In some Turkic languages (like Turkish and Kazakh), the word Yaz means Summer, while in other Turkic languages (like Azeri, Chuvash and Yakut) the very same word means Spring. The Old Turkic meaning ...
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292 views

What is the etymology of Sicilian “vanedda”?

This question arises from my research on Si maritau Rosa, a Sicilian song, where I found what seems to be a clear diminutive of vanedda, that is vanidduzza. Nowhere do I find that word directly, so I ...
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497 views

Etymology of Romance words for Marriage [closed]

There are a few different Romance etyma with the meaning 'marriage'. Some are derived from Latin casa 'house', some from mater 'mother', and some from mas/maris 'man': L casa [+ -mentum] > CA ...
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114 views

Degemination and prenasalization together: how common?

I have a couple of examples of degemination and prenasalization of the same geminate affricate/stop in Calabrian: "menzu", which should have evolved from "mediu(m)" through "mezzu", or maybe this ...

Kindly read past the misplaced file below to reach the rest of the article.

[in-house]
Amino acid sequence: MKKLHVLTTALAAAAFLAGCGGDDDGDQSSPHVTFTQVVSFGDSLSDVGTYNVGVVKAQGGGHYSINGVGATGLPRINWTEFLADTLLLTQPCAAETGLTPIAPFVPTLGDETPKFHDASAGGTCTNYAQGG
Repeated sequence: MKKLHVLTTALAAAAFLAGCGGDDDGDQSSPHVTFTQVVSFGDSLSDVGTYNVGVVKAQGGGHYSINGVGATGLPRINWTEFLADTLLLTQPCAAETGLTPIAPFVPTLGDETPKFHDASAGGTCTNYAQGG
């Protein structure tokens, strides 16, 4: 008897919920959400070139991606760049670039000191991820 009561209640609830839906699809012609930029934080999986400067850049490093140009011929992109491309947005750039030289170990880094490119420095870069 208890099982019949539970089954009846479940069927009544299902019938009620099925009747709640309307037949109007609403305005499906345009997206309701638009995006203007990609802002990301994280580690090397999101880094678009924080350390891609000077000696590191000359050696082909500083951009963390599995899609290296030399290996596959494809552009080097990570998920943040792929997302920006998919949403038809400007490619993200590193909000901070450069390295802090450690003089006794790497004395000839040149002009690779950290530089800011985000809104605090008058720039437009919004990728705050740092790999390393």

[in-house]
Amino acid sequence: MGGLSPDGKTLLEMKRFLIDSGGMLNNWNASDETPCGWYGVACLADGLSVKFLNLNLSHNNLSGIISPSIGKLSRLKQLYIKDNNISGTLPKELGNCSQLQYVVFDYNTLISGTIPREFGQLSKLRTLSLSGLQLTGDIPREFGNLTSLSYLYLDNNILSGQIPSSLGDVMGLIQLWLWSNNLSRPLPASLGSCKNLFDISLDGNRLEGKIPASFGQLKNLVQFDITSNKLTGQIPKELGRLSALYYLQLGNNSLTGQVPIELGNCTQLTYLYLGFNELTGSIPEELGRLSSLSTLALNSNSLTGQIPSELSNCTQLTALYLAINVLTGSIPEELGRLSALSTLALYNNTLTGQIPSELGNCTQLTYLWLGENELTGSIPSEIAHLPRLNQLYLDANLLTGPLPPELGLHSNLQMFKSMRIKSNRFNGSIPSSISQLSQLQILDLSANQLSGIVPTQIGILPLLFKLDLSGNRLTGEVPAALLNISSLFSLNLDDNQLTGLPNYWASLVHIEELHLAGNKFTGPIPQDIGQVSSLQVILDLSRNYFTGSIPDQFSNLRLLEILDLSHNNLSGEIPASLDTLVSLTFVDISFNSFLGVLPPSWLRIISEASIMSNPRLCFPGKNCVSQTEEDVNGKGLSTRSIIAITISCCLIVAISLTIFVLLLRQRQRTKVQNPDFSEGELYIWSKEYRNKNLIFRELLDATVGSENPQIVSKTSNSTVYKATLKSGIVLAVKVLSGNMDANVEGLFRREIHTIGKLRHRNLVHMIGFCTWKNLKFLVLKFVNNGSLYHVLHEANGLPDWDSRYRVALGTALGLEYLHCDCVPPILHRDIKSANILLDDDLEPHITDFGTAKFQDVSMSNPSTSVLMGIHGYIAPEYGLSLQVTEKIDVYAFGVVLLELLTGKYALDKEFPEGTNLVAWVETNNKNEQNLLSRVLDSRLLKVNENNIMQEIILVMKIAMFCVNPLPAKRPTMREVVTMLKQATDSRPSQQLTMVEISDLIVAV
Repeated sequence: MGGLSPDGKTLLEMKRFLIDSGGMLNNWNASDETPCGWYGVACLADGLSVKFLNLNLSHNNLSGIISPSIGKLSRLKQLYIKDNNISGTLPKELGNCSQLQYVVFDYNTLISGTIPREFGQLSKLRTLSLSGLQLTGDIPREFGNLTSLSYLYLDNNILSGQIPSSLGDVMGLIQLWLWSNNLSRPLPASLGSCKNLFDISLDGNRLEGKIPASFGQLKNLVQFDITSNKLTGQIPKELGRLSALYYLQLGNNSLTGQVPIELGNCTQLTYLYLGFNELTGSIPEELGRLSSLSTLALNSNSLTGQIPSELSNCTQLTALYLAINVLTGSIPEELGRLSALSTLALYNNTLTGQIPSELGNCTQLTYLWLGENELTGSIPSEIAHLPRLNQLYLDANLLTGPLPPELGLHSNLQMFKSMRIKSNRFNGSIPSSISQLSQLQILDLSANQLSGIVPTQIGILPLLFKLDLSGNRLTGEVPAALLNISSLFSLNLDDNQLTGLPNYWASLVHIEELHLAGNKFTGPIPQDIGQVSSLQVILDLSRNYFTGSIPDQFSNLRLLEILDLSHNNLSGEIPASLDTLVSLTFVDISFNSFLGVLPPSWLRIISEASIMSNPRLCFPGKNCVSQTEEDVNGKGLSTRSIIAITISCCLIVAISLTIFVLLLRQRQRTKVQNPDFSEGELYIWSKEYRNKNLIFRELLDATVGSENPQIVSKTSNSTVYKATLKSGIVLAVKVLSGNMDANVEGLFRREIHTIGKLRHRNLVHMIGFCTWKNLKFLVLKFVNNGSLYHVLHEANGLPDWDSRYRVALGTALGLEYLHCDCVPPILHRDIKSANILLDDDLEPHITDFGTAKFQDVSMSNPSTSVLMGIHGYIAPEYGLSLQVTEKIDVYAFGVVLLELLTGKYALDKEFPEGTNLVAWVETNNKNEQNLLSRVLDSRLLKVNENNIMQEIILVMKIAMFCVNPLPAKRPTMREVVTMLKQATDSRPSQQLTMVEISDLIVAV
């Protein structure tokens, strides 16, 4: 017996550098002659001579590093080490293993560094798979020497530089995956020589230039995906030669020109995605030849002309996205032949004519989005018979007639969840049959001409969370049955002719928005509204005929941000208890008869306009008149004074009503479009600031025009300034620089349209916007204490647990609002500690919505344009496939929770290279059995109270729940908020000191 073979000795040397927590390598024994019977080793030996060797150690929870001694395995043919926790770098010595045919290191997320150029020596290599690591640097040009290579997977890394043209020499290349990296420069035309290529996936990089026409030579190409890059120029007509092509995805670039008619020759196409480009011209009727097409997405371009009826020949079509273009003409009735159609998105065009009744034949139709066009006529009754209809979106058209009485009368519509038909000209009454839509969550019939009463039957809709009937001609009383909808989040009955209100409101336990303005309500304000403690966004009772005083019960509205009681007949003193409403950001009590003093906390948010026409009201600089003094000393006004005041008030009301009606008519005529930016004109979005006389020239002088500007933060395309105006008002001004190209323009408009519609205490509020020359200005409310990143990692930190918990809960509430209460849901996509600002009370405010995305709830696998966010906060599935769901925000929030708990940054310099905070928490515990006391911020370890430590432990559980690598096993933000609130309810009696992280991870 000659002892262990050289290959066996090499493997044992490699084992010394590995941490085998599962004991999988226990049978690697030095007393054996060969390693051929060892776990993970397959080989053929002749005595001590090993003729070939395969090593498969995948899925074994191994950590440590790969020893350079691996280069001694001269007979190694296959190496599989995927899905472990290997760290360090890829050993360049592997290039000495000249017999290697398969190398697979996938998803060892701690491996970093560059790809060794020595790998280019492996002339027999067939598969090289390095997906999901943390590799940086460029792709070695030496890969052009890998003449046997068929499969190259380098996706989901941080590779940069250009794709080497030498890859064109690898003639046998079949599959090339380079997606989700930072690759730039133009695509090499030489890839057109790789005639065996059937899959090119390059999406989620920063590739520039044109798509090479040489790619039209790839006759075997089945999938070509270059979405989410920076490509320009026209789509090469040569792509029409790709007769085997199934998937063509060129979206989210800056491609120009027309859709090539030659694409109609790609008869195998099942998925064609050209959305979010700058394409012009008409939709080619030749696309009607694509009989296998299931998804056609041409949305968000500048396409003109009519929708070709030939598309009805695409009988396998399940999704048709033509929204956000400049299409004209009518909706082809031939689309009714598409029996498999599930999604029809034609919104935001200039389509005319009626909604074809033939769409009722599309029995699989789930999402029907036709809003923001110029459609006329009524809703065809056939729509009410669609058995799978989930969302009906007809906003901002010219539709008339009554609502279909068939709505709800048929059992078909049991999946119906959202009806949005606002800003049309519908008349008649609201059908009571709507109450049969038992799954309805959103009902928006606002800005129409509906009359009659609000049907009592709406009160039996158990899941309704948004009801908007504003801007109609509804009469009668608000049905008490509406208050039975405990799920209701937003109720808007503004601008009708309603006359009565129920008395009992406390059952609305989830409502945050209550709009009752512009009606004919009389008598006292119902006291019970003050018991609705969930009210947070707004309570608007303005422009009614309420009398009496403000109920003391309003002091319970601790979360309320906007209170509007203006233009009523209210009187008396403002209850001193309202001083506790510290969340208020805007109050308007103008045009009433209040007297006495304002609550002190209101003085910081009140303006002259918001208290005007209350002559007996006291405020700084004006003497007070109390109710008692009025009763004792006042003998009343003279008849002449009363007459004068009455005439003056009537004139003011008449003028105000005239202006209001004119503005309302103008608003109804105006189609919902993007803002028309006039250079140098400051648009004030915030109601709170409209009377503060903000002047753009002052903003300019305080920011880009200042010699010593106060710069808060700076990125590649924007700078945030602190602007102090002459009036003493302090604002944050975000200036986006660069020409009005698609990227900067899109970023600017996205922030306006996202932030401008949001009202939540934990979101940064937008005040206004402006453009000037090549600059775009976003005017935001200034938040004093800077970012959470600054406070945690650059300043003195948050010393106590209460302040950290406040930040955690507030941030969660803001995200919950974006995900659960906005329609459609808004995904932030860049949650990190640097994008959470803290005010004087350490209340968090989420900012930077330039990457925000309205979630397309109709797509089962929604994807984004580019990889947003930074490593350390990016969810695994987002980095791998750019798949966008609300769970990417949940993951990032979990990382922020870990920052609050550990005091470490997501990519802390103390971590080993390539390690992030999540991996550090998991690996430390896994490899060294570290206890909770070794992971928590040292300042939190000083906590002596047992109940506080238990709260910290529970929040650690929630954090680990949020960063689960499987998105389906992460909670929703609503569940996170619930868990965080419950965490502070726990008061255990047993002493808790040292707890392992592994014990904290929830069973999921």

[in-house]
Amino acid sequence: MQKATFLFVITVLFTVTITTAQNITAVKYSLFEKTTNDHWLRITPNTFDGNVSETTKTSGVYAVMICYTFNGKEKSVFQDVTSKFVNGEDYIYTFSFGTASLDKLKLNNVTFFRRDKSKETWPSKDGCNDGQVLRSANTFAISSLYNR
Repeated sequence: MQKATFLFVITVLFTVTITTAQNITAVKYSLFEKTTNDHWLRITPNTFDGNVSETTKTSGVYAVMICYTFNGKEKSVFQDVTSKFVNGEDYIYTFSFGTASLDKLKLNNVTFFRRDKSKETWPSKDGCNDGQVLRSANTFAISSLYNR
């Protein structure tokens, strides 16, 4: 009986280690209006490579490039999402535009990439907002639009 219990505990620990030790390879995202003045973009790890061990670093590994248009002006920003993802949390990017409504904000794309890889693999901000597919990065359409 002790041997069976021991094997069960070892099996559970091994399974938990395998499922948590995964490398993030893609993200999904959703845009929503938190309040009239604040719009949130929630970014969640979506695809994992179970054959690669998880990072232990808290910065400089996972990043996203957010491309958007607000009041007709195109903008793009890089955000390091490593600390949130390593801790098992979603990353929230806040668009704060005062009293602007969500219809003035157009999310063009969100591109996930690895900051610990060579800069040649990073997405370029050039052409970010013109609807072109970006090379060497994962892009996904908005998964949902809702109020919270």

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5answers
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Etymology/Origin of surname Szakal

after carefull consideration I have decided to put my question here. I contacted several people well-known in history/antropology of languages and so on. Nobody answered or wasnt willing to help. ...
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How did ìritu evolve from digitus?

The Latin word for "finger" is digitus. In Italian, I assume the "gi" was lost, perhaps via some lenition of the "g" to *dijitus and then j was lost, giving *dītus, or perhaps accusative *dītum, ...
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184 views

Is “Qadaqan” Mongolian or Turkish? [closed]

In Persian, the word Qadaqan (q is an uvular stop consonant, i.e. having the same place of articulation as the French r) means "emphasis" and "illegal", in some Persian dictionaries it is mentioned as ...
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453 views

Is /ɡ/ Germanic and /dʒ/ French in English ge-/gi- words?

I've recently noticed that in English words starting with "ge-" or "gi-", when the "g" is pronounced /ɡ/, they tend to be etymologically Germanic, while the words where the "g" is pronounced /dʒ/ tend ...
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To what extent has Middle Chinese been reconstructed?

I'm currently studying Japanese and Korean for professional reasons and have become very interested in Middle Chinese as the hearth of substantial vocabulary in many East Asian languages. Recalling ...